Greg Smith, now a former Goldman Sachs executive director, made a very public resignation in the New York Times that raises the question: Is there a right and wrong way to resign from a position?
We can all probably agree that with a few minor changes to the text, this letter could be used by many employees engaged in ethical activities for companies who appear to have a clear mission, yet practice unconscionable methods.
But, once you make up your mind to leave an organization, the first question is when and how you will leave. If you’re in the middle of your own Greg Smith situation, you need to move on as soon as possible and do it in a less public manner than Mr. Smith. Your ethics are important and personal to you and only you. Quitting means you have chosen the option best for you but should not include blasting your employer. You have to suppress valid concerns but ultimately achieve the goal…resignation from a job by just using a generic resignation that simply states you are resigning from Company XYZ and what will be your last day of employment. Explanation of the reason for resignation need not be explained, but you can close the letter by expression for the appreciation of the opportunities the role has provided you.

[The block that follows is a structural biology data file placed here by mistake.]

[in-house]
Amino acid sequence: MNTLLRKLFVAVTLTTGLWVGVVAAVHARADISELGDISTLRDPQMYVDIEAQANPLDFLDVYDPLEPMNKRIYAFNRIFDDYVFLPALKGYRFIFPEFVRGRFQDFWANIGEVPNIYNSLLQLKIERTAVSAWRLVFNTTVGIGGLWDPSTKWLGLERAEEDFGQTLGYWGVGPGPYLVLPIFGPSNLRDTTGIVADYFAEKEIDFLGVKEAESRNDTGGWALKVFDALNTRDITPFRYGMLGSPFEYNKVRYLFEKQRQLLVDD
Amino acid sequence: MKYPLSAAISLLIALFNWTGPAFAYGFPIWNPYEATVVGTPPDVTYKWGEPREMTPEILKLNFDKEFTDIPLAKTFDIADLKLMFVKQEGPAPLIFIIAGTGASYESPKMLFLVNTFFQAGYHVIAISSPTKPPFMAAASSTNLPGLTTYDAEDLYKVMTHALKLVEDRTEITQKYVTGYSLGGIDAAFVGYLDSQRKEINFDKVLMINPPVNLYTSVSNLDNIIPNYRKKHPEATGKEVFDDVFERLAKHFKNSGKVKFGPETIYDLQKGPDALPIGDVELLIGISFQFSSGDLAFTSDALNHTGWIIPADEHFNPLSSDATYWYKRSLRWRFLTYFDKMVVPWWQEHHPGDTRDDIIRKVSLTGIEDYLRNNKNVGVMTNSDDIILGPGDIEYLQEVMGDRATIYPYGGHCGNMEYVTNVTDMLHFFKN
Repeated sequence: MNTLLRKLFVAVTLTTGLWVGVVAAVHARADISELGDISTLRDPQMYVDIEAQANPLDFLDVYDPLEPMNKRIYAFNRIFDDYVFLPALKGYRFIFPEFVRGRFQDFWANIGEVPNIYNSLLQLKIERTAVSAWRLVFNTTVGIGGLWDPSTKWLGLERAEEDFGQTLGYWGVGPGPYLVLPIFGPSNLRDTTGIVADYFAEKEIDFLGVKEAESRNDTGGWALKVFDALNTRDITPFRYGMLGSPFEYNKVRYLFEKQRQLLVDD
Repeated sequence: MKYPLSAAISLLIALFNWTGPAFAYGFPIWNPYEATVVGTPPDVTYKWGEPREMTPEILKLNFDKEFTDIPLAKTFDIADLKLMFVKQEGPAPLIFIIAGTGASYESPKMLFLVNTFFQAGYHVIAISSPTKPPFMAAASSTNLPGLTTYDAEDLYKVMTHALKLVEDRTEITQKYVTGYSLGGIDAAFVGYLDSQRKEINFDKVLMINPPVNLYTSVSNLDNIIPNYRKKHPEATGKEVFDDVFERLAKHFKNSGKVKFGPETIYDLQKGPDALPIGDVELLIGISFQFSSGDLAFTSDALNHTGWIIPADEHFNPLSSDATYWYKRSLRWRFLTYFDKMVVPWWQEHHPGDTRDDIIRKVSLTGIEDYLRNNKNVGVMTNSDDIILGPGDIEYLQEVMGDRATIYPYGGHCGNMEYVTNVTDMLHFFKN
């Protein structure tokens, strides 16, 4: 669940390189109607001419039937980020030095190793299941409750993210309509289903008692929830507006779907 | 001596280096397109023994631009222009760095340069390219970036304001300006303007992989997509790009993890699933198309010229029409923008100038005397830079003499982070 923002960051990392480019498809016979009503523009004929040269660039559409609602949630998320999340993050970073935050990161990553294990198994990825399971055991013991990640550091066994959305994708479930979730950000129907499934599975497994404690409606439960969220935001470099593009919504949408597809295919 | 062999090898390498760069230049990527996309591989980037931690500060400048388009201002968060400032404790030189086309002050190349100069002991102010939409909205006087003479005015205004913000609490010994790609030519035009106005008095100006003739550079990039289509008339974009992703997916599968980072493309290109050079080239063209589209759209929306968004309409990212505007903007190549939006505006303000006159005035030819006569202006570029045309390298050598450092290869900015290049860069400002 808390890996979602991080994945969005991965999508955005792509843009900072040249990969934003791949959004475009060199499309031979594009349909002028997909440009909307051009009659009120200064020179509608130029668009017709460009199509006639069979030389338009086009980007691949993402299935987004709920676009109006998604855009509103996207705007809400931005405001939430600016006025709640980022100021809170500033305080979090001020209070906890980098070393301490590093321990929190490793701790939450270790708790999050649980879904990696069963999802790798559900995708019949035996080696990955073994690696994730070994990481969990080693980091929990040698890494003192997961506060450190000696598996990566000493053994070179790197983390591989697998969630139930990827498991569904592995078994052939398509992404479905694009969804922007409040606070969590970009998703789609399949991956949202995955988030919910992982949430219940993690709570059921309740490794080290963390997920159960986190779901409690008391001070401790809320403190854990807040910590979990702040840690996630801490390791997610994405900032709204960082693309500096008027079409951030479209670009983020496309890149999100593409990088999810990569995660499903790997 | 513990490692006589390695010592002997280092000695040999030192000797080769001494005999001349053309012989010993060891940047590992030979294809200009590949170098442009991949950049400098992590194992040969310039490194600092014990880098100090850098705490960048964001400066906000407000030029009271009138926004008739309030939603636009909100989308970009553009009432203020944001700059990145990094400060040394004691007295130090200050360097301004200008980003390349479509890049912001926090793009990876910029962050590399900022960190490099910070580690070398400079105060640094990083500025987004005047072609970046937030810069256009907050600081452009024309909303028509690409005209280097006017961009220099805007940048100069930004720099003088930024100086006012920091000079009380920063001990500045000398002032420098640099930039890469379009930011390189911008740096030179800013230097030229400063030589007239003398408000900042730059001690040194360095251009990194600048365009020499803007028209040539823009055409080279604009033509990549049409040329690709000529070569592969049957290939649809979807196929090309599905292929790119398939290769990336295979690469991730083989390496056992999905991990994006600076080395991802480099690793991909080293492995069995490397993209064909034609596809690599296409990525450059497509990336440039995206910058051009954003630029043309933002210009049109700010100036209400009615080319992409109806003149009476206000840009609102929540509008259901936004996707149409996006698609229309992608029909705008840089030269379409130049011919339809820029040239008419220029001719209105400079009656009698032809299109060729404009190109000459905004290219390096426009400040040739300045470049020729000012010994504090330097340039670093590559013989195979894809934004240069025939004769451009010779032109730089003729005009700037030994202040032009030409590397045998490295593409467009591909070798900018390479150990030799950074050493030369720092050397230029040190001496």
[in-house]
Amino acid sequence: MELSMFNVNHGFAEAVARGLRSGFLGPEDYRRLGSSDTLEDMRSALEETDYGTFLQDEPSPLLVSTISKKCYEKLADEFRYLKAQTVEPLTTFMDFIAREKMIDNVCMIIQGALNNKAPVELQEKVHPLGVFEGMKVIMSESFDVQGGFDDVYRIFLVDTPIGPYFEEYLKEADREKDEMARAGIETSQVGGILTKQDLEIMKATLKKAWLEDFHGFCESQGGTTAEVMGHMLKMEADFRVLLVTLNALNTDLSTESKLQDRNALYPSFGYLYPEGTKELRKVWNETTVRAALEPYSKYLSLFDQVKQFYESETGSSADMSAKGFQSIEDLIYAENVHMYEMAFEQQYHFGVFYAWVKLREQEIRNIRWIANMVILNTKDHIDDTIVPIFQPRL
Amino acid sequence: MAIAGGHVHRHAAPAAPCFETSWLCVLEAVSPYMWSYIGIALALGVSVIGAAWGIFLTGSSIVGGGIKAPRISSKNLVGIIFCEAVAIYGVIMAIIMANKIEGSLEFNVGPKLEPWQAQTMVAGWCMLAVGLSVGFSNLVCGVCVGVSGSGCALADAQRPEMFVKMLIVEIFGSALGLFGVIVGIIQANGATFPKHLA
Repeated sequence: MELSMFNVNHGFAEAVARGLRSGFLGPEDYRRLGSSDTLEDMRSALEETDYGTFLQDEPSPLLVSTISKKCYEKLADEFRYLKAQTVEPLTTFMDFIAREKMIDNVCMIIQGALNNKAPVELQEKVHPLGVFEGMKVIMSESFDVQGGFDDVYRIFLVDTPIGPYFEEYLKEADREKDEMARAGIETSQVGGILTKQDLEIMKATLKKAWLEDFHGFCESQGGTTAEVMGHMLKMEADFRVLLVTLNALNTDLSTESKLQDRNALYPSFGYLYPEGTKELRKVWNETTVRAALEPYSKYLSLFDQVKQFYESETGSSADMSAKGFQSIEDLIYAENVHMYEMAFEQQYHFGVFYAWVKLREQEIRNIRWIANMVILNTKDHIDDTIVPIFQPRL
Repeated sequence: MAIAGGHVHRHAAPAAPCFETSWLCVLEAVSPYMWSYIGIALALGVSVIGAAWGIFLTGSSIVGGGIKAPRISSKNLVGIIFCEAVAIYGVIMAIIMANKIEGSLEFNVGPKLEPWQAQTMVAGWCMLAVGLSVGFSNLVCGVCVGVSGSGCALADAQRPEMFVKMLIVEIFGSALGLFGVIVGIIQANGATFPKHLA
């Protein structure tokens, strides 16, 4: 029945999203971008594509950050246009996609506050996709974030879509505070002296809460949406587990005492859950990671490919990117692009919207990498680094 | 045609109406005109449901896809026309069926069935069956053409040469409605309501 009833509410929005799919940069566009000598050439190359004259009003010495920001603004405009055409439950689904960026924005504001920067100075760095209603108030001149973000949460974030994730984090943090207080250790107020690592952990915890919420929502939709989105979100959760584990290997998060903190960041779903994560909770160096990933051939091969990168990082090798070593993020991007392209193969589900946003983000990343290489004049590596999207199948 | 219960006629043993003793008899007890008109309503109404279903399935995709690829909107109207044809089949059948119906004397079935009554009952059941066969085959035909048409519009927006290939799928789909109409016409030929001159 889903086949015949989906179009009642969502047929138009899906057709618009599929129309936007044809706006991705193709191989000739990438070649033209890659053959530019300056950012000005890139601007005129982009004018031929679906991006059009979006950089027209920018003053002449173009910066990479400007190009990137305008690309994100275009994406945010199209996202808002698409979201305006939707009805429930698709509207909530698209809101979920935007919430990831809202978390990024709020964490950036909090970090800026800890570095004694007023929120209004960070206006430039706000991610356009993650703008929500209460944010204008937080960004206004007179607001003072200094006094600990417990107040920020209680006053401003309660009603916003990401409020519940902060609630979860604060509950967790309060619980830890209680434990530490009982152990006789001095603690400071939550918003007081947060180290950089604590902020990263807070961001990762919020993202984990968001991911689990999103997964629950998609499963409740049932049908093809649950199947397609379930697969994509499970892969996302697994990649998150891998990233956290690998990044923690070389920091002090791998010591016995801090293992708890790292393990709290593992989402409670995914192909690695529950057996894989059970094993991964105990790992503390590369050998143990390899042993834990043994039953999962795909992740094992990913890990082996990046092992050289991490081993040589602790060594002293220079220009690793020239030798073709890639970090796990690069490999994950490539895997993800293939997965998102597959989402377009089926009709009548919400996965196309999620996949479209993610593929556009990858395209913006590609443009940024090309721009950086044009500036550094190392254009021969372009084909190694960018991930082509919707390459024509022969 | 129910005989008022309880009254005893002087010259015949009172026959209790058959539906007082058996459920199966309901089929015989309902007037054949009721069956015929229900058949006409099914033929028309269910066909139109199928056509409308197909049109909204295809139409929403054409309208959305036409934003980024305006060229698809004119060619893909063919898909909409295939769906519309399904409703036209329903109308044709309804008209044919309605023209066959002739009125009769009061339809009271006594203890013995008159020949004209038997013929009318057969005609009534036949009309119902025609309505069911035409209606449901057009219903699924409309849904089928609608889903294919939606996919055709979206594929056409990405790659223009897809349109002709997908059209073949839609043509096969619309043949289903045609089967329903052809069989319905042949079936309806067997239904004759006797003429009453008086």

When addressing if this voluntary public resignation helps or hinders Smith, one must first understand where Smith is personally and financially. Some of us are willing to stand up to the conflicting morals and values even in the face of economic hardship. Albeit Greg Smith will also have to face possible moral attacks by Goldman Sachs, he also faces being shunned by his colleagues and personal friends.
The fallout for Goldman Sachs could be in several forms. For example, they are now subject to loss of goodwill in the financial community, and unyielding attempts by regulators and criminal authorities seeking validation to the accusations, either voluntary or through compulsory subpoenas. In either case, both parties will face a grueling road ahead.
Resignation © Some rights reserved by timsnell on Flickr
Did you enjoy this article?
Please let the author know by leaving them a comment below!
And, subscribe to our free weekly digest!
Simply add your email below. A confirmation email will be sent to you.